Did You Really Intend to Disinherit Your Spouse!?……The Importance of Reviewing Your Last Will and Testament Pursuant to Recent Changes in the Estate Tax Laws

Written by: Wills, Trusts, & Estate Planning

There have been substantial changes in the estate and gift tax laws since 1997, and particularly in the last 5  years. These changes may result in extreme ‘bad’ consequences under estate planning documents, such as Last Wills and Testaments, that were drafted prior to 2010.

If you have a Last Will and Testament that was executed prior to 2010, it may be essential that you have it reviewed. Otherwise, you may suffer some results that were very much unintended at the time you drafted the Will. And for those individuals who are in second marriages, often times the result can be as extreme as completely disinheriting the surviving spouse at the death of the first spouse!

Here is a quick primer if your eyes are already glazing over or if this is already sounding like piglatin to you:  Each person has an amount of assets that they may pass upon death to someone other than their spouse (ie, children, grandchildren, etc.) without incurring a transfer (estate or gift) tax. This amount has been known as the unified credit, or exemption equivalent, or just your estate tax exemption amount.   Transfers in excess of this amount  incur gift or estate tax upon the transfer. In addition to this amount, there is what is known as an unlimited marital deduction.

“Traditional” estate planning in the late 1990s up through about 2010 for a husband and wife  with a moderate net worth of $1,000,000 to $5,000,000  would generally involve a Will that created one or two trusts.  The first is what is known as the “credit shelter” or “bypass” trust.  This trust would be funded with the credit or exemption amount. The assets in excess of this amount would generally pass outright to the spouse, or into a second trust, known as a  martial trust.

The credit amount was as small as $600,000 as recently as 1997.  It gradually increased to $1,000,000 in 2002, then $2,000,000 in 2006, and then $3,500,000 in 2009.

Key among the most recent changes since 2009  is that the exemption amount increased to $5,000,000 and was indexed for inflation (currently  $5,450,000 per spouse in 2016) and we now have what is known as “portability” of that credit between spouses.

So what’s the big deal?  These sound like great changes, right?  While these changes provide much greater planning opportunities, they  can also result in incredibly negative consequences under certain older Wills, depending on how they were structured.

By way of example, let’s assume John and Jane Doe had their estate planning last updated 10 years ago, in 2006, when the exemption amount was $2,000,000.  Let’s assume their net worth at the time was $3,500,000, was primarily in the wife’s name, that it was a second marriage for both, and that both had children from prior marriages.  Let’s further assume that their current net worth has increased to $5,000,000.  At the time, in 2006, a common estate plan would have been for Jane’s Will to create a credit shelter trust for the exemption amount, which was then $2,000,000.  Not infrequently, this trust might have only benefitted Jane’s children, and the balance of her assets would have gone outright or in trust for her husband, leaving $1,500,000 to provide for his needs. So what happens when Jane dies on Thanksgiving in 2016 with this Will still in place?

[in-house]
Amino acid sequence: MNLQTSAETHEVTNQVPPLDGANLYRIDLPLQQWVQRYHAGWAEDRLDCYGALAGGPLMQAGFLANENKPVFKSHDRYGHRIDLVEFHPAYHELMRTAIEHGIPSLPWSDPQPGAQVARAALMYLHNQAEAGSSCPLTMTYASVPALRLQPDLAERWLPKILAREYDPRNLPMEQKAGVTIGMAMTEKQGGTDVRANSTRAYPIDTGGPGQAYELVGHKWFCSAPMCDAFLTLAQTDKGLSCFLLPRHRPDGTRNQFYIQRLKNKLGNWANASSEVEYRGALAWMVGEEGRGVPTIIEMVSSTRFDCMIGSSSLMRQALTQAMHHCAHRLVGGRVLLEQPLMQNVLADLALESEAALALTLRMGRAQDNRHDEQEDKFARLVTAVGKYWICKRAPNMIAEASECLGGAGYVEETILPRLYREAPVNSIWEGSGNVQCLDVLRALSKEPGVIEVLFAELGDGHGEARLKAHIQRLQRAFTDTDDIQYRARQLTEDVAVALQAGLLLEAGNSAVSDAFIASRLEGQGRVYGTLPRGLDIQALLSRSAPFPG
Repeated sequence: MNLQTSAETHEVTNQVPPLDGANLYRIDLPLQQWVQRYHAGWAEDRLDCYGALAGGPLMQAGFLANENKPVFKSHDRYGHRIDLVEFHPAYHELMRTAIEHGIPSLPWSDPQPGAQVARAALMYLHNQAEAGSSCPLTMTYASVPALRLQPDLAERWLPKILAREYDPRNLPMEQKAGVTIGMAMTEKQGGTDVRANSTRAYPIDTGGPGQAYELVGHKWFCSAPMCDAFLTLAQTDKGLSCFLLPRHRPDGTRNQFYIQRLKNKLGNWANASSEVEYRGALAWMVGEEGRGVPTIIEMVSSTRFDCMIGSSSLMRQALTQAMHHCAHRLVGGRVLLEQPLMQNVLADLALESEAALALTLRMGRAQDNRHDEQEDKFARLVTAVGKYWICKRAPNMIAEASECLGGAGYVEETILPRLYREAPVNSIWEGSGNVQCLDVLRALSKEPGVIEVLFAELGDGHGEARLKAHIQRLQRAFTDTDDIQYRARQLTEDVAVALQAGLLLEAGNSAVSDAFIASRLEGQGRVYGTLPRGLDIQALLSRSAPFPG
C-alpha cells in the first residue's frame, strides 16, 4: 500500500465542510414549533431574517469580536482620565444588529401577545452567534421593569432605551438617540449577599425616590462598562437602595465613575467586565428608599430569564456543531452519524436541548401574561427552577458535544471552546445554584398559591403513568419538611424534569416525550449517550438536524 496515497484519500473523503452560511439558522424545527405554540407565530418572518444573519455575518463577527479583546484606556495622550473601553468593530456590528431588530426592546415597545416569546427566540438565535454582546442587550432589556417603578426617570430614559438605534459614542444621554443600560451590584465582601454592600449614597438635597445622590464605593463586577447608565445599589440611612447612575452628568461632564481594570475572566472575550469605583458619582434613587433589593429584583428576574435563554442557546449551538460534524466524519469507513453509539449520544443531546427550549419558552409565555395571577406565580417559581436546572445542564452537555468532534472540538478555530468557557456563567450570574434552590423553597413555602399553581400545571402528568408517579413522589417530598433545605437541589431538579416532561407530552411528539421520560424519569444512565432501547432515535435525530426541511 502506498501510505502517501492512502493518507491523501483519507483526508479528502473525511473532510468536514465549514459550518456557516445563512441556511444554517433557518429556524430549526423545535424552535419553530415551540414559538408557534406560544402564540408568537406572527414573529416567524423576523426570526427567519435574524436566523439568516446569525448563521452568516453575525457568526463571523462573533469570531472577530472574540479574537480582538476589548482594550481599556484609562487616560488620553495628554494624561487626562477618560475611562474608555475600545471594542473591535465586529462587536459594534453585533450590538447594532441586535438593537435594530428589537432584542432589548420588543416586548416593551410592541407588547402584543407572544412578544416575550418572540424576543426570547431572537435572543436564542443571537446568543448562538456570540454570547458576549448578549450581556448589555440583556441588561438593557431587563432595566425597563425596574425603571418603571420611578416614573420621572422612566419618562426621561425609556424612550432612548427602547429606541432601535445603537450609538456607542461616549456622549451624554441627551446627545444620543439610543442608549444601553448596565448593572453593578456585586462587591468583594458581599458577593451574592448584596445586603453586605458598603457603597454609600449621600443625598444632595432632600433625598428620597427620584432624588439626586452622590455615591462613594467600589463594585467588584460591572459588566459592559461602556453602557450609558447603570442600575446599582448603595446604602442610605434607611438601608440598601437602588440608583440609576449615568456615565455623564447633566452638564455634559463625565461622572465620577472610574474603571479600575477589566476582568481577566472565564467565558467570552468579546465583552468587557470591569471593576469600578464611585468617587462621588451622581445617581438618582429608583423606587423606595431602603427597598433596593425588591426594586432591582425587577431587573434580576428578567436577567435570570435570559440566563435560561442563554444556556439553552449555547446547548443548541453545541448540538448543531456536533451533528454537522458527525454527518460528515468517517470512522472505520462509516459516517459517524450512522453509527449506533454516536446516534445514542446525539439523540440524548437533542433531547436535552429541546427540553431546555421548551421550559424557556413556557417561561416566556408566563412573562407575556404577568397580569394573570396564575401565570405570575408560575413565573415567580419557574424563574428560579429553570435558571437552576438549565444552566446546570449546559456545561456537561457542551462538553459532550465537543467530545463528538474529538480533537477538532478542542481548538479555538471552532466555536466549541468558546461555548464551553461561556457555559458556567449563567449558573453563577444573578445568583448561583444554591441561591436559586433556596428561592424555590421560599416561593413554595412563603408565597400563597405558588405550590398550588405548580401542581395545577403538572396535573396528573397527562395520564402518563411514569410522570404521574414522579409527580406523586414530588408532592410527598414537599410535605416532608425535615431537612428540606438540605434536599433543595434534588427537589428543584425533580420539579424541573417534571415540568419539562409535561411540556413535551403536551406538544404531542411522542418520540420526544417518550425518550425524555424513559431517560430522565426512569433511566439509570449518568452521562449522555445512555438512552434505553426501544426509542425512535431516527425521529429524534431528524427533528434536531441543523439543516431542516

Well, since the exemption amount is now $5,450,000, and assuming the bypass/credit shelter trust created in her Will used a formula provision (which it very likely did), then at Jane’s death, the first $5,450,000 goes into this trust for her children. In other words, ALL of her assets.  Meaning she has left no assets for her husband, whether outright or in trust. Poor John has, effectively, been completely disinherited.

Even where the credit shelter trust did not exclude the spouse entirely, it often only gave the surviving spouse the income, with no right to encroach on principal.  The logic here was there were sufficient other assets (in our example, $1,500,000) to provide for the spouse, so we wanted the credit shelter trust to achieve maximum growth to pass on to the children.

Separate from this issue, for many estates that are in the  $3,000,000 to $10,000,000 range, we might not even want to use a credit shelter trust under the current estate tax laws.  The benefit of such a trust is that whatever the assets grow to are not taxed at distribution.  The cost or detriment of a credit shelter trust is a lower basis in inherited assets. For example, if decedent creates a credit shelter trust with $2,000,000, and it stays in trust for 15 years and grows to $5,000,000, then the $5,000,000 is paid out with no further transfer tax; however, there is $3,000,000 of capital gain exposure built in to be recognized on the subsequent sale of those assets.  Under the current tax regime, for estates that are not anticipated to exceed $11,000,000 collectively between a husband and wife, we might likely not even use a credit shelter trust, in order to get a second step up in the basis of the assets at the death the second spouse, thus eliminating the potential for capital gain taxation on the $3,000,000 subsequent appreciation.

These are but a few of the most common “bad results” that can happen under older Wills.  Take a few minutes to review your own document, and meet with an estate planning attorney.

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